Our holdings include hundreds of glass and film negatives/transparencies that we've scanned ourselves; in addition, many other photos on this site were extracted from reference images (high-resolution tiffs) in the Library of Congress research archive. (To query the database click here.) They are adjusted, restored and reworked by your webmaster in accordance with his aesthetic sensibilities before being downsized and turned into the jpegs you see here. All of these images (including "derivative works") are protected by copyright laws of the United States and other jurisdictions and may not be sold, reproduced or otherwise used for commercial purposes without permission.
Vintage photos of:
February 1942. "Portrait of a mistreated vacuum cleaner. It's in the repair shop because it inhaled bits of metal, pieces of wire, hairpins, and other harmful objects. Keep the machine away from such things, clean the brushes and belt regularly, and empty the bag at least once a week." Actually, if your Hoover looks anything like this, you should probably just incinerate it by burning down your filthy house. Photo by Ann Rosener, Office for Emergency Management. View full size.
1958. "Photos show life in Texas. Coverage is broad. Among the many subjects covered are ranching, rodeos, the Texas State Fair." Somewhere in there was this buckaroo and his Buick. From photos by Earl Theisen for the Look magazine assignment "Revolution in Texas: Change on the Range." View full size.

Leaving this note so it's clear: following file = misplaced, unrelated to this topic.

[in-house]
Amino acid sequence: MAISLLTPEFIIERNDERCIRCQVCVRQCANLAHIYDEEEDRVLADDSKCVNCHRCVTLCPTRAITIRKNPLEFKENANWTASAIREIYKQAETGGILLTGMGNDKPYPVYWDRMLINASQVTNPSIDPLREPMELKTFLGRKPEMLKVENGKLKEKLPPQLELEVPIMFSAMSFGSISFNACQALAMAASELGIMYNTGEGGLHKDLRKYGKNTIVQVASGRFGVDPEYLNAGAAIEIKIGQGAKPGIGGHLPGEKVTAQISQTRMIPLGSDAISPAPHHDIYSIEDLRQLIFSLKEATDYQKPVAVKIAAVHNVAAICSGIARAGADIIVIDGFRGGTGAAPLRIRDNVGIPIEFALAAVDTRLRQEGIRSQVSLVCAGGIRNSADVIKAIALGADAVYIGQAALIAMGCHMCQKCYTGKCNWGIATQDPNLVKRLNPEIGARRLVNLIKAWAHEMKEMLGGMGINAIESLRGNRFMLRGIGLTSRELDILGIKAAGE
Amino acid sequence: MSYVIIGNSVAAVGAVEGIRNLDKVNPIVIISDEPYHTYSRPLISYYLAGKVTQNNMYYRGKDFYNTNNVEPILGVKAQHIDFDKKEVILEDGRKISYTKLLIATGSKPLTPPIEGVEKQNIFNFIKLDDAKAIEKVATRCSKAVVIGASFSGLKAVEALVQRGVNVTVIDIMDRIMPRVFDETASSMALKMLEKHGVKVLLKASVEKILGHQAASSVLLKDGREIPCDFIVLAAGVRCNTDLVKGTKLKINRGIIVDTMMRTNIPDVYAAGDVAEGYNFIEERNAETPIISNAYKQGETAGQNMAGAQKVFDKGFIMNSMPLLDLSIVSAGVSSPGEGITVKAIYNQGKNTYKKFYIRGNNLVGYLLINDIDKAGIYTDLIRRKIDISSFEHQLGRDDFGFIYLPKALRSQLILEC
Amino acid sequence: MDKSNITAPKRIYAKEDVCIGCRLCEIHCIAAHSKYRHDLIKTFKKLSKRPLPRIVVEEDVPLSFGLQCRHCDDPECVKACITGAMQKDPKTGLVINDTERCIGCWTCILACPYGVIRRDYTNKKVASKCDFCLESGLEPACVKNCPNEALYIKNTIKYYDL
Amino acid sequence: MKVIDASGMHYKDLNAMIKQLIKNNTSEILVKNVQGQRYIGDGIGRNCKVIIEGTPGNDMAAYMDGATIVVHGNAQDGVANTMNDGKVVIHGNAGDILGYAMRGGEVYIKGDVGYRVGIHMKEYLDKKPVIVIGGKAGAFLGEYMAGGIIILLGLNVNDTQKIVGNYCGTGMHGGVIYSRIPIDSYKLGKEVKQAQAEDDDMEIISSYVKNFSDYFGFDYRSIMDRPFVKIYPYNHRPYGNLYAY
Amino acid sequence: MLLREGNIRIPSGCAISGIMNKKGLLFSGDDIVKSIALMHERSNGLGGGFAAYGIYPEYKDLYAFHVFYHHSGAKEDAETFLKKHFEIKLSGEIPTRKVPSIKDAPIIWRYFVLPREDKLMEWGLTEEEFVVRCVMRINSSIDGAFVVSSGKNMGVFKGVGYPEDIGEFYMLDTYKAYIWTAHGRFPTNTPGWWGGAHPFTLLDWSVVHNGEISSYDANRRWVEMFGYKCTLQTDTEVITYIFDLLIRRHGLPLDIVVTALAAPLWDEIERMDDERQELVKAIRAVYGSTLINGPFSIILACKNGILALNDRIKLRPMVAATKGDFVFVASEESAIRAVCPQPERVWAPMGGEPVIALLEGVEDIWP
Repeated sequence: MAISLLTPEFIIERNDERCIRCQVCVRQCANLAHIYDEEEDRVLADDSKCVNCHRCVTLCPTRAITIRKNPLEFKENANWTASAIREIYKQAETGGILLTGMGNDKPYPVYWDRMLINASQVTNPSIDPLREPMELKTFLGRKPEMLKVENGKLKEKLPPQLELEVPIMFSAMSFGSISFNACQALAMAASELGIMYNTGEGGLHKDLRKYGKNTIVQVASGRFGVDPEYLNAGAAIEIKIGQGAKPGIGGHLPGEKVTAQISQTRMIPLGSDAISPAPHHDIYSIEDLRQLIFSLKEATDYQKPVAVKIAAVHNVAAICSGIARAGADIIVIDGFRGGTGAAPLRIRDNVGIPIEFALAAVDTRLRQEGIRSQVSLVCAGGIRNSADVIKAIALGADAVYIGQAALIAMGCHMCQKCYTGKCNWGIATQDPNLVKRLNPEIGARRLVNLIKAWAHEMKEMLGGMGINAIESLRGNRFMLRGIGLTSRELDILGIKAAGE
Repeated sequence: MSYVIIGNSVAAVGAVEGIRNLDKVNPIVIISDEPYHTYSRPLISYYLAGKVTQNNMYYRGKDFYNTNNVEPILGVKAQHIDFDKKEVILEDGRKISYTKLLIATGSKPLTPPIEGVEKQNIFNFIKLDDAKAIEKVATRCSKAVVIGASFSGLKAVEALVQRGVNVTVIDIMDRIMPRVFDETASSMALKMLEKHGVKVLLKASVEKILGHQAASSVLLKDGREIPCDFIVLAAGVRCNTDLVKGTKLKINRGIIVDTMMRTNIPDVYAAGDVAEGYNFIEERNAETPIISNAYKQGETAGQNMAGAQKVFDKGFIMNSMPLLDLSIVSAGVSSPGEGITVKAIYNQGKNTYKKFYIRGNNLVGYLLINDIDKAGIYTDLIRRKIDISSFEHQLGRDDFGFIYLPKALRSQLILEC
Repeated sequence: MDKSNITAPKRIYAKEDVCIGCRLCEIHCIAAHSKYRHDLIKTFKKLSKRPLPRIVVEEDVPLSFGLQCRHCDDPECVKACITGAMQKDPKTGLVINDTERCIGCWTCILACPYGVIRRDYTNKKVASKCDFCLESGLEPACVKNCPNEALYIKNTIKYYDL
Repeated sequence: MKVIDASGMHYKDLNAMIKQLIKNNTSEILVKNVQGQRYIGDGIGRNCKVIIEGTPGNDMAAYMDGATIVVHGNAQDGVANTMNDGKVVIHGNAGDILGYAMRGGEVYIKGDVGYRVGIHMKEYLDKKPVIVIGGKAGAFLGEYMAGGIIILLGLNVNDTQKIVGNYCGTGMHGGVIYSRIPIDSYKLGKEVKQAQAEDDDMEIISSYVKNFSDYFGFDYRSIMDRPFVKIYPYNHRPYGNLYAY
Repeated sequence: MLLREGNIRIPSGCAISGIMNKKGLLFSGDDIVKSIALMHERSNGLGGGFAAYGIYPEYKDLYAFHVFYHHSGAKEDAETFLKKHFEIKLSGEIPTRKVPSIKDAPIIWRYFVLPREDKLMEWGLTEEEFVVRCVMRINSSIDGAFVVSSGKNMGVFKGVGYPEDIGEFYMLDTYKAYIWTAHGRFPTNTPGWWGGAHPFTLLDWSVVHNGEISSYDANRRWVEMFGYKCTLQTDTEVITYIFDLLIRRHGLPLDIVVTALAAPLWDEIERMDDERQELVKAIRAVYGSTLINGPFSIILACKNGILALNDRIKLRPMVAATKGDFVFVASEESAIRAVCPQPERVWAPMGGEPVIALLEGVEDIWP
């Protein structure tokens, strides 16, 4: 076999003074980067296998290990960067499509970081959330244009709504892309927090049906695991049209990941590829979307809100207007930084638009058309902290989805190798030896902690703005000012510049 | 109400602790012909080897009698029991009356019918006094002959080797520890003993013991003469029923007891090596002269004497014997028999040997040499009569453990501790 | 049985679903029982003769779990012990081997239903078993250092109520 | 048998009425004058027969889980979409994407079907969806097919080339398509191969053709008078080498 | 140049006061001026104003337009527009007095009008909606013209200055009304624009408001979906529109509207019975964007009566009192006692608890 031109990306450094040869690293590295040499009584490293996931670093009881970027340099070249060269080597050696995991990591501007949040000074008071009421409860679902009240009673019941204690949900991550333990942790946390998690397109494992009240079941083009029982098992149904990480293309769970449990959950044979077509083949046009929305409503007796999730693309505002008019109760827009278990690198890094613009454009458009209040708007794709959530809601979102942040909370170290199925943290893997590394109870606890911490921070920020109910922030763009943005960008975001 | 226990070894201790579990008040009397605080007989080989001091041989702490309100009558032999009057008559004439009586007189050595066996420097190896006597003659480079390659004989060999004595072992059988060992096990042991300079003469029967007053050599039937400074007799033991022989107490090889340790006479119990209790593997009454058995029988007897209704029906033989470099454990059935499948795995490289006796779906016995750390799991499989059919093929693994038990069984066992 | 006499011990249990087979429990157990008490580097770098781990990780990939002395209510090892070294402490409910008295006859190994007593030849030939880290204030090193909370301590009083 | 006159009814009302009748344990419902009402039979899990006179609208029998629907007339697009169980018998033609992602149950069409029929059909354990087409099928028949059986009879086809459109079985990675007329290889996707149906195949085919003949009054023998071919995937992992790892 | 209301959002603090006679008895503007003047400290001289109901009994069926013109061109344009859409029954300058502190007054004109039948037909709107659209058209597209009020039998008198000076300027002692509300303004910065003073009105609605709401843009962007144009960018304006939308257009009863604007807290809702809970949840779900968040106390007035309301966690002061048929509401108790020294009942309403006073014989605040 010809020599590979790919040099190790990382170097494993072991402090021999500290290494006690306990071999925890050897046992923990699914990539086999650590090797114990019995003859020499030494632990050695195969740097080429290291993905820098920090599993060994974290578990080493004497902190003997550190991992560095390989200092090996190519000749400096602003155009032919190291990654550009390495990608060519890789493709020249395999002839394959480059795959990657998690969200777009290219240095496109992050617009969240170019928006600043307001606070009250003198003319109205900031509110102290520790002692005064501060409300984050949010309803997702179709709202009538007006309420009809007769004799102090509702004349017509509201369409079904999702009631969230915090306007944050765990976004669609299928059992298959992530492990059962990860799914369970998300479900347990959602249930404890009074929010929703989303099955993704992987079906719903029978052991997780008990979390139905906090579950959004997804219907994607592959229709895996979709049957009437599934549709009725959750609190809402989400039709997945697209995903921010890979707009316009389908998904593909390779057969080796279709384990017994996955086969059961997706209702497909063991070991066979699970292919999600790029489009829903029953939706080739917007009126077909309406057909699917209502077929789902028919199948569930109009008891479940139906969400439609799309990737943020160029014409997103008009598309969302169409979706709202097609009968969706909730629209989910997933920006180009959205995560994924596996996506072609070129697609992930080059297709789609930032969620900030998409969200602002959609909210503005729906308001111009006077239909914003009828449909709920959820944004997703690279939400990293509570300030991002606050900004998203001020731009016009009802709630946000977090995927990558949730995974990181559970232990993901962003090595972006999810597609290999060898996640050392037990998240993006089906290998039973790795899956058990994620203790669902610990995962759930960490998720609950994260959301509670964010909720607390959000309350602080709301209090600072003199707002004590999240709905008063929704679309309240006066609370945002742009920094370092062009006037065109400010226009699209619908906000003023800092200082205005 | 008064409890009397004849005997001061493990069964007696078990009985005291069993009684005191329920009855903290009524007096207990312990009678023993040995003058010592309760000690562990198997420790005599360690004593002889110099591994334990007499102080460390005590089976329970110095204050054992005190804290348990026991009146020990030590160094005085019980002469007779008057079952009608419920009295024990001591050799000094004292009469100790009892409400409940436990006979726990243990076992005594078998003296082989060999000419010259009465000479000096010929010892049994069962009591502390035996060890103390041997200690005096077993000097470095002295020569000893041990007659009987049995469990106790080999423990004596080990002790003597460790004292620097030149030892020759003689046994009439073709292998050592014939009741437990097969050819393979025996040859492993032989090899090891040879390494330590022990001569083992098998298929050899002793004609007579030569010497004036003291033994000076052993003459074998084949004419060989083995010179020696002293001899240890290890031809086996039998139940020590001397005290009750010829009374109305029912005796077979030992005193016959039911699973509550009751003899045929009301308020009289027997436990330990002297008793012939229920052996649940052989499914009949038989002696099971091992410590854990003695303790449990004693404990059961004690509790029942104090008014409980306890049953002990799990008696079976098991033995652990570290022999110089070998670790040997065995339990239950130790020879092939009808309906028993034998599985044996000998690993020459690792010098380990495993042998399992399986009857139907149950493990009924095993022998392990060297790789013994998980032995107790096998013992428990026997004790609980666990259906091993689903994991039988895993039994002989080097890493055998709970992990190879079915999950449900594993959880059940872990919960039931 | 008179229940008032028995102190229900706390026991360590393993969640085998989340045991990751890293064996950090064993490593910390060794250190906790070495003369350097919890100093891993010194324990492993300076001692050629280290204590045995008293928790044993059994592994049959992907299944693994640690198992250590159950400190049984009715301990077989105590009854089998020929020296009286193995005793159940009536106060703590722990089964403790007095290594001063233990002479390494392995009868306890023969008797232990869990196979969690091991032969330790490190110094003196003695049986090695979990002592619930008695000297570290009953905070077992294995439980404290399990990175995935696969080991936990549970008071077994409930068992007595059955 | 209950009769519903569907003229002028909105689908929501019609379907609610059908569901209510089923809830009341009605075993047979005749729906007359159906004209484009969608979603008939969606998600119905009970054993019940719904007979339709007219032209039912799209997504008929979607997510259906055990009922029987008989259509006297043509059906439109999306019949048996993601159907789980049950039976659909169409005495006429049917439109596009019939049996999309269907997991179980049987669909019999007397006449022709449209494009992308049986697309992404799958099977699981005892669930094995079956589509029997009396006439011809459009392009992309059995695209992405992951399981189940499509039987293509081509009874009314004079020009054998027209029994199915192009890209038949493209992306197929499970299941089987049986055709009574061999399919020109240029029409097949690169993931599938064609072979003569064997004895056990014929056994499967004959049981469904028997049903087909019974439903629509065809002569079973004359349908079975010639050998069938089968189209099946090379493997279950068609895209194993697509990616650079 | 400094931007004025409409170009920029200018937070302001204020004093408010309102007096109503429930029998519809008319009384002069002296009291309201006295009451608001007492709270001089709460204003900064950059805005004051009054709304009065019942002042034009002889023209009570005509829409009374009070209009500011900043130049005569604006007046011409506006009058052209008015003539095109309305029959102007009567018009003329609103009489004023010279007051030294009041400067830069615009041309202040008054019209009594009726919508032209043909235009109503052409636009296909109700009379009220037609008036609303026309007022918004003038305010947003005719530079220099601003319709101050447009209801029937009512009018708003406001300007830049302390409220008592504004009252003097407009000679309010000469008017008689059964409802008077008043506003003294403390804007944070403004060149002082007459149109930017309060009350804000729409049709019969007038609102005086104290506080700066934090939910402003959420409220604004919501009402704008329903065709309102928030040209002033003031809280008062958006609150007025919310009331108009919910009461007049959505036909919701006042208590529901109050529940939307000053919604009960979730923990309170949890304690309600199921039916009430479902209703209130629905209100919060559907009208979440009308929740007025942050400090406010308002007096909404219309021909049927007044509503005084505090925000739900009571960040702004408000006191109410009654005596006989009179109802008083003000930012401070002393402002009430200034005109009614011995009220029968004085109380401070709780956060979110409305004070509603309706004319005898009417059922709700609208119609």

Promoters of a proposed "national highway" that would traverse the continent via Washington from New York to Southern California.
Circa 1926. "Mrs. J.A. Whitcomb (Official Car, Lee Highway Association, Cross Continent Trip, at White House)." National Photo glass negative. View full size.
October 1943. Washington, D.C. "Servicemen and girl at a party." Our title comes from the bookshelf, although it could be from the girl. Strategically, her companion has the right idea: Get your lady comfortable with food and drink, and maybe a pillow. Add conversation and stir. Operationally, though, we'd say the execution needs work. Photo by Esther Bubley, Office of War Information. View full size.
August 1942. "Testing small diameter, high-speed twist drills, these women employed by Republic Drill & Tool, Chicago, roll the drills down a slight incline to determine regularity of diameter. It's a job requiring patience and finger dexterity, and these young women possess those definite feminine propensities for just such work." Photo by Ann Rosener, Office of War Information. View full size.